While others consider that losing their sense of sight or hearing would most impair how they deal with the world; I believe that losing my sense of touch would bring the most disastrous consequences, not only to me but to all living things.
The organ which most figures in the sense of touch is the skin. The skin is the heaviest organ in the body and is the most obvious since it covers our bodies (Goldstein, 2007). The most evident function of the skin is to give us form and shape (Goldstein, 2007). It also acts as a barrier between what’s inside our bodies and that of the outside environment. The skin keeps bodily fluids essential to our survival contained within our bodies (Goldstein, 2007). Coincident to this is the fact that the skin also prevents the entry of foreign substances such as bacteria, dirt and other chemical agents that are mostly harmful for the body (Goldstein, 2007). Indeed without the two latter functions, life is impossible.
The skin reacts to different stimuli. Without the sense of touch, we would miss a lot of information coming from the environment (Goldstein, 2007). Blind people illustrate the importance of the sense of touch through Braille (Goldstein, 2007). Information regarding dangerous objects and environments is more effectively communicated through the sense of touch than through other senses. Undeniably, the absence of this sense could greatly damage our perception of pain. The individual could thus suffer major injuries or even worse, die. Having enumerated some of the sense’s primary functions, it is obvious why I would most likely keep my sense of touch.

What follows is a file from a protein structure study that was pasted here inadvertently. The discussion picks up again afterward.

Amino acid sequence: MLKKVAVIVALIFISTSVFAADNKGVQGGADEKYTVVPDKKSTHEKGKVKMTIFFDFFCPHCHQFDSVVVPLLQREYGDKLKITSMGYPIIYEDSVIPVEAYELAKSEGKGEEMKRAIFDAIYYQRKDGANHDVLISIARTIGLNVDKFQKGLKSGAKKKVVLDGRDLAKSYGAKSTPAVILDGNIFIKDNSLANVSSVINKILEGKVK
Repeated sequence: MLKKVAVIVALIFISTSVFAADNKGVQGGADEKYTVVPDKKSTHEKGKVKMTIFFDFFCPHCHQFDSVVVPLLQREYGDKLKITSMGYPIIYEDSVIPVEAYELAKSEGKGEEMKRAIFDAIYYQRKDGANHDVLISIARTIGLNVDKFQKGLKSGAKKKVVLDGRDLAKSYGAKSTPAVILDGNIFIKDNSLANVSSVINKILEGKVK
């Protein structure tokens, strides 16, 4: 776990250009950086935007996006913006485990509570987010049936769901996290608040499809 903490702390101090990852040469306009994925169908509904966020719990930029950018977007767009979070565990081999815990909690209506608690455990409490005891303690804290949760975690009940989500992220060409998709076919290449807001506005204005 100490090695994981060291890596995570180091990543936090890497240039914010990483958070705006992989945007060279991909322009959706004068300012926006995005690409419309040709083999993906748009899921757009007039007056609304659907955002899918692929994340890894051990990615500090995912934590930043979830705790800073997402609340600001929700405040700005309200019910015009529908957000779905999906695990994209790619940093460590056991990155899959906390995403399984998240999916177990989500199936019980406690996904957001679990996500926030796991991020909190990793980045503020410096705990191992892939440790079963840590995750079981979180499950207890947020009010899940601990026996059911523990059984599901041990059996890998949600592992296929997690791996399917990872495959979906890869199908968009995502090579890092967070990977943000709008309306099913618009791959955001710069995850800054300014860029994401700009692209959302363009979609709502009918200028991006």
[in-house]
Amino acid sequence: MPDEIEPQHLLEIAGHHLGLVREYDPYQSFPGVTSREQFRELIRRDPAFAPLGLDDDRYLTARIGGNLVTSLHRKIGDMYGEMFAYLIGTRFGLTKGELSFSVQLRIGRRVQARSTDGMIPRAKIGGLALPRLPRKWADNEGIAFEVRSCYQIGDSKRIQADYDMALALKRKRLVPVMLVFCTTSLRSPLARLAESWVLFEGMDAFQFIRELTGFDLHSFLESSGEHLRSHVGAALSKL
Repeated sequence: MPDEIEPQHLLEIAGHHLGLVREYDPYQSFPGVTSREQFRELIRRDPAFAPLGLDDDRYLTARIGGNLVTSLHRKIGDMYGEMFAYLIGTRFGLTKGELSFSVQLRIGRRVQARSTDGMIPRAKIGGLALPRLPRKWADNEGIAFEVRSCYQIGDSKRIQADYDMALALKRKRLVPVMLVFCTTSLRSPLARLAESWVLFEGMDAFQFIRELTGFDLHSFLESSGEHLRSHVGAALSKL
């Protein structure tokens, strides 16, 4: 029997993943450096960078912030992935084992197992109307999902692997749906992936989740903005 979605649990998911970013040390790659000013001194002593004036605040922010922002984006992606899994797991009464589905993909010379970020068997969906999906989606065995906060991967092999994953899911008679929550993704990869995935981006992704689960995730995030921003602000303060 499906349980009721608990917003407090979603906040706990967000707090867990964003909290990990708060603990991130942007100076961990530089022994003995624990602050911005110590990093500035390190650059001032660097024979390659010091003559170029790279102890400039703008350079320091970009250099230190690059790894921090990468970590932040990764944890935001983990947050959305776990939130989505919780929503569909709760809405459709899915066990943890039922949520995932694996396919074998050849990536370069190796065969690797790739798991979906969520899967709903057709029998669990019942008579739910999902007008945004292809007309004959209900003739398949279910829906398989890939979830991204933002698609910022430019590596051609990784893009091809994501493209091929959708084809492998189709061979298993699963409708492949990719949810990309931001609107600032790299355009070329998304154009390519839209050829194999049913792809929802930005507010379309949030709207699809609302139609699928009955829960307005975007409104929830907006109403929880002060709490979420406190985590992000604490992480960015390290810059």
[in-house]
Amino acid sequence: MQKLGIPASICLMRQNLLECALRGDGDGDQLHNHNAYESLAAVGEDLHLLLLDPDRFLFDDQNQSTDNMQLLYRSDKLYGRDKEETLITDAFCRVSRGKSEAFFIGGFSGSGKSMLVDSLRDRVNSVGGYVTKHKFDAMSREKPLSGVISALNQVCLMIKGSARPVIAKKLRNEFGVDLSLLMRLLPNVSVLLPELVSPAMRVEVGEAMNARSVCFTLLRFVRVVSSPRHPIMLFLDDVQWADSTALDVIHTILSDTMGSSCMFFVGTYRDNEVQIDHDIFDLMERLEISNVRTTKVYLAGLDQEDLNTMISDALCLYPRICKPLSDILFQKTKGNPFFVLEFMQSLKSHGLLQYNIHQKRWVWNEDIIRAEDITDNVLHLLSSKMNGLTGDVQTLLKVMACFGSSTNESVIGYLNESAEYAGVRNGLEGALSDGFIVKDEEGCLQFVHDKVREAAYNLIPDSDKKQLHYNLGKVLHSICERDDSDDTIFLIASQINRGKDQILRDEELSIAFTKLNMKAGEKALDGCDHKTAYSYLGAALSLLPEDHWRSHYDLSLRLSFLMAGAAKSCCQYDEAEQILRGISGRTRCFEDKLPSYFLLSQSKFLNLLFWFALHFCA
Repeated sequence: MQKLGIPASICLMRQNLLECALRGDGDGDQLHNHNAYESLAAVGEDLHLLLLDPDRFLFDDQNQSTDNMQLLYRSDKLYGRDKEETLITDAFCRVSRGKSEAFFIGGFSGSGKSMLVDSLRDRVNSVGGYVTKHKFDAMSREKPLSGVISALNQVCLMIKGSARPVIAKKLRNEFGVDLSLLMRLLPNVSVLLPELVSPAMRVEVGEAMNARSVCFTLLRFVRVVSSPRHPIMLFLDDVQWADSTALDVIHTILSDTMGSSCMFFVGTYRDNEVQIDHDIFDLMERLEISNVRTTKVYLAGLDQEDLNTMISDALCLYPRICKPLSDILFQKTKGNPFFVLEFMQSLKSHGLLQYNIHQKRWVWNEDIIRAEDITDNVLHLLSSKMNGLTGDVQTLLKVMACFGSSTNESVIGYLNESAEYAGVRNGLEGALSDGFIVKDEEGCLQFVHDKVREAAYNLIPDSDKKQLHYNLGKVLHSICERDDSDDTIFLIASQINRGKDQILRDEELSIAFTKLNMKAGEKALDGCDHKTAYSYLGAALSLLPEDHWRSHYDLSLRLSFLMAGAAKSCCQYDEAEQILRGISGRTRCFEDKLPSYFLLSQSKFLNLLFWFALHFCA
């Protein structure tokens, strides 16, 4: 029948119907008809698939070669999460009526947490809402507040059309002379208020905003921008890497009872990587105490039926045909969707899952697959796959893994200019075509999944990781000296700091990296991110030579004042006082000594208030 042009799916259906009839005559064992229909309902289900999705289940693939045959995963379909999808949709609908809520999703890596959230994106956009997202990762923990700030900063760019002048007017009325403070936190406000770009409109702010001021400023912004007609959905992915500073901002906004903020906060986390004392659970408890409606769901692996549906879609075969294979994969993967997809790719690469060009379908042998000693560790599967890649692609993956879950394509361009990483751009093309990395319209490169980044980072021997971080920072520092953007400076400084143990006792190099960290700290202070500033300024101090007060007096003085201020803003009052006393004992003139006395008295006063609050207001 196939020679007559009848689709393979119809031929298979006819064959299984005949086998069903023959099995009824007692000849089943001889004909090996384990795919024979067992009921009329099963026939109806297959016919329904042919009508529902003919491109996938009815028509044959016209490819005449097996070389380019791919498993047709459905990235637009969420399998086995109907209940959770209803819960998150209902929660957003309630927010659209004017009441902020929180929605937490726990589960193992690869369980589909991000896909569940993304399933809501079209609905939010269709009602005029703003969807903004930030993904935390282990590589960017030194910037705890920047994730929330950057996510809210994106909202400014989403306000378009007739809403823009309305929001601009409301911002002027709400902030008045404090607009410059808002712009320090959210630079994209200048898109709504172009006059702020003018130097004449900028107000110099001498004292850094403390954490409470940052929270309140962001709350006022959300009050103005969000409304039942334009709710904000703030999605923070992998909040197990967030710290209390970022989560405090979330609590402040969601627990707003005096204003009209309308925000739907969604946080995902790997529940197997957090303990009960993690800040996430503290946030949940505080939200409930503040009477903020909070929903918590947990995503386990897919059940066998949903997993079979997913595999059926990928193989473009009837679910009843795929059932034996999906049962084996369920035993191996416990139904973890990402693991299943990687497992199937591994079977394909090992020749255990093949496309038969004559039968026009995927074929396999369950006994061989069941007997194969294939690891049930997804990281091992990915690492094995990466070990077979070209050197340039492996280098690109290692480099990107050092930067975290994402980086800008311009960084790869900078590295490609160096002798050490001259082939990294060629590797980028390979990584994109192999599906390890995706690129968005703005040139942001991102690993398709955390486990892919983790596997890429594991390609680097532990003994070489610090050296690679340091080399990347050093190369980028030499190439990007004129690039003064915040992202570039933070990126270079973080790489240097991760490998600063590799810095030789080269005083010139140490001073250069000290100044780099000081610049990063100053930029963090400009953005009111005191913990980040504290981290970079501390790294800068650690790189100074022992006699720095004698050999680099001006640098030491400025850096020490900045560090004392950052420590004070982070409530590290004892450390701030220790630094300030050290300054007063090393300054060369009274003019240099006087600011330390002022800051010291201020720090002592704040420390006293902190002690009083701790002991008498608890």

As mentioned above, the skin receives and responds to different kinds of stimuli. One of such is temperature. If I were to lose my ability to feel heat, cold or pressure; it is very likely that I could sustain major injuries such as those brought about by exposure to extreme cold or heat. Coping would really be difficult in that I would probably need the help and supervision of other people for the rest of my life.
Goldstein, B. (2007). The Cutaneous Senses. Sensation and Perception. Belmont, CA: Thomson Higher Education